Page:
By all accounts, CT is now a “normal” HLHS patient and an active five-year-old. Even though he fights a battle every day, he is full of life and loves fishing, hunting, roping with his “lasso”, swimming, and water balloon/water gun fights. CT had another critical open-heart surgery in September of 2020 to help strengthen his heart as he grows into adulthood when he will eventually need a heart transplant.

CT was the featured survivor at the 2020 Montgomery County Heart Ball and his original art was auctioned to the highest bidder with help from KTRK’s Ted Oberg, who emceed the event. CT’s Mom, Kayla, even joined the American Heart Association staff in 2019 and works tirelessly to raise funds and advance the mission of the organization, with a special focus on congenital heart defects. Kayla is the lead for the Northwest Harris County Heart Walk taking place October 16 at Lone Star College.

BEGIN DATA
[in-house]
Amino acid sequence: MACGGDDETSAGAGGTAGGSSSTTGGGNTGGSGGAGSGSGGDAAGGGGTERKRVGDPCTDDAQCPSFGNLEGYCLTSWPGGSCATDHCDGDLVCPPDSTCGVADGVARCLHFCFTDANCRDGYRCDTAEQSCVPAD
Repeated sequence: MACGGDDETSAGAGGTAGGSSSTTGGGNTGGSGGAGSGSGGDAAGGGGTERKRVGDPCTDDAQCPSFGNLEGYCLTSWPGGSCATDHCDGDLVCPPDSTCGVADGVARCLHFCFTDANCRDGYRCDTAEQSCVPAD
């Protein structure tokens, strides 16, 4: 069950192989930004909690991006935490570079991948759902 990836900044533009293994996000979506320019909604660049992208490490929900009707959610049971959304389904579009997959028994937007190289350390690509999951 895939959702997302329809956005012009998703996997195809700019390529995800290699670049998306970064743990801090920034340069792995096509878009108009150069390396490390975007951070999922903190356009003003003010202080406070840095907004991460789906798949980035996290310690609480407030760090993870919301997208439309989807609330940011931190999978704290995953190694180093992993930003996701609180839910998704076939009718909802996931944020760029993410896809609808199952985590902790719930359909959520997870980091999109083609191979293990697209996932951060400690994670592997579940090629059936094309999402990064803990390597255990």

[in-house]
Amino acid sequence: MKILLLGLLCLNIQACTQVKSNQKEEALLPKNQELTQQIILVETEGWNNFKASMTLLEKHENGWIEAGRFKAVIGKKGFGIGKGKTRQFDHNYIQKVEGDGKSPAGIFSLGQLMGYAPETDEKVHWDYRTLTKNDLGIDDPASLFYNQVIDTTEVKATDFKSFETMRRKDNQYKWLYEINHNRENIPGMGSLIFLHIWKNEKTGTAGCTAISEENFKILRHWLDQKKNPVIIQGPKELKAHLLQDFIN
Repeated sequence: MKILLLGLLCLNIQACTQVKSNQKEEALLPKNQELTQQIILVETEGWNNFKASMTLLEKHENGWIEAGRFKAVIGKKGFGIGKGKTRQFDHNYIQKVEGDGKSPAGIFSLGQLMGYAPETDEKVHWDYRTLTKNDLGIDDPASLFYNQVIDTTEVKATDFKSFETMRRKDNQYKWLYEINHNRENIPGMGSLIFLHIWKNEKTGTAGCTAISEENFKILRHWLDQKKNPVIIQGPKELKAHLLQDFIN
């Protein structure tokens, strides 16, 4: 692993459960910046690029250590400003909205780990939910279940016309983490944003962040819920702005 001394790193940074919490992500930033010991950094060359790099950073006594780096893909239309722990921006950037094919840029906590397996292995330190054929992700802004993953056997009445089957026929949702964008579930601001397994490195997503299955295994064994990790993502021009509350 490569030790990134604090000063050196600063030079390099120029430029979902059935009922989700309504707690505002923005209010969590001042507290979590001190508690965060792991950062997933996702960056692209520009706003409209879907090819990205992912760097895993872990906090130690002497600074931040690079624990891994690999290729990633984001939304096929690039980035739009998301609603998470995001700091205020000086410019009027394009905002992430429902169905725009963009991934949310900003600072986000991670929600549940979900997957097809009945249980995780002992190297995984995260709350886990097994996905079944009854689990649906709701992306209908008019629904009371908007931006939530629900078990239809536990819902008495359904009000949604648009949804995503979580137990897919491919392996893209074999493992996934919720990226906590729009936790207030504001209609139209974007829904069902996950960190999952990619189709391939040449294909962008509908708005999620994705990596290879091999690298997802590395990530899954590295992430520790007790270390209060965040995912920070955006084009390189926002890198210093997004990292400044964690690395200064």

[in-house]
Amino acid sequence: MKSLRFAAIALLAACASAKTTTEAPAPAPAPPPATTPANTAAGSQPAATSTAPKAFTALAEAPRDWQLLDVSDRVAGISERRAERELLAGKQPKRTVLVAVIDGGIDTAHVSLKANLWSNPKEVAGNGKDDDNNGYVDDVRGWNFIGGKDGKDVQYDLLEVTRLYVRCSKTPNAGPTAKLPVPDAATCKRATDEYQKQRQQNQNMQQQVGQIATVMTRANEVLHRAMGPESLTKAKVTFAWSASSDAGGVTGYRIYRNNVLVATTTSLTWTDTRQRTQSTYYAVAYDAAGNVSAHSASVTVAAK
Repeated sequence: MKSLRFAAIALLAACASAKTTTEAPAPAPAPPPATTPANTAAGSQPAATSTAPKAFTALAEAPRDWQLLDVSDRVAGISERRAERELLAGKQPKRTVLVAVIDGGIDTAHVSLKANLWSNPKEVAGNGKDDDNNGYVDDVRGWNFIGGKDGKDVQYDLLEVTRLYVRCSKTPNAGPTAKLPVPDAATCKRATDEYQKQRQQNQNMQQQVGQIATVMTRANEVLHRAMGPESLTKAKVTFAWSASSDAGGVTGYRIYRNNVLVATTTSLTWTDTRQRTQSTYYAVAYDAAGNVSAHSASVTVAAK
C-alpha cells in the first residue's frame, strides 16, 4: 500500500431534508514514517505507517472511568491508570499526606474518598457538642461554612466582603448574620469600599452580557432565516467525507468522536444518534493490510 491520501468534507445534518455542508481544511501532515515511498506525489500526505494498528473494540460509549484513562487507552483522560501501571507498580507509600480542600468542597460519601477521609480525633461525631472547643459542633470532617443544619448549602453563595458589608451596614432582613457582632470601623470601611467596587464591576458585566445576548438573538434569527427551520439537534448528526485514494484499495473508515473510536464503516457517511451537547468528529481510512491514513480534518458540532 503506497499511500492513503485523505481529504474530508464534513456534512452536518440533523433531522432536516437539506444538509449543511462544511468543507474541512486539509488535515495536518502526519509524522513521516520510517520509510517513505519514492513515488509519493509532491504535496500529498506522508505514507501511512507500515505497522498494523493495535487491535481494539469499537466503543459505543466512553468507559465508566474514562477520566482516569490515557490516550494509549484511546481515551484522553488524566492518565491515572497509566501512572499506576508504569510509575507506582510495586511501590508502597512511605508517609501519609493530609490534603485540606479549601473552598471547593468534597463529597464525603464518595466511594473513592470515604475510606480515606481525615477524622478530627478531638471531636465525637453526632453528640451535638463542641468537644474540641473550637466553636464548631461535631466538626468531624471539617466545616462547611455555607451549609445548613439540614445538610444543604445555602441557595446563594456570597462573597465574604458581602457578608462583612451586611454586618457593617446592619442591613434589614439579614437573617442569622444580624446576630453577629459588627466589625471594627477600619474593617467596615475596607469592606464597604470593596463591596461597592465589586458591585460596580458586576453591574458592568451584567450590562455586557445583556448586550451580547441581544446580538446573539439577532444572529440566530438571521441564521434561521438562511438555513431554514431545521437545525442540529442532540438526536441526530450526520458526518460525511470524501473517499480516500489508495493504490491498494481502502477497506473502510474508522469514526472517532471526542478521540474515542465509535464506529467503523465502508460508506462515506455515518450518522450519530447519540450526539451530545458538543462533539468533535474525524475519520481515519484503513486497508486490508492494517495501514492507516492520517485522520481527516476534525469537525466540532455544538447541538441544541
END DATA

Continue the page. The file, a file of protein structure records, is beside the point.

The Griffins know that CT probably wouldn’t be here without the funding and research provided by the American Heart Association, which is the largest funder of cardiac research outside the federal government. They believe that every birthday is a gift. Every developmental milestone a moment to cherish. This September, when CT joins other five-year-olds for his first day of school, it is a reminder of just how far they’ve come and the bright future that lies ahead thanks to the advancements in treatment for heart defects.

“CT is so incredibly wise beyond his years,” said Kayla. “He has half a heart and twice the fight! We are so eager to see his light shine more and more as the school year continues.”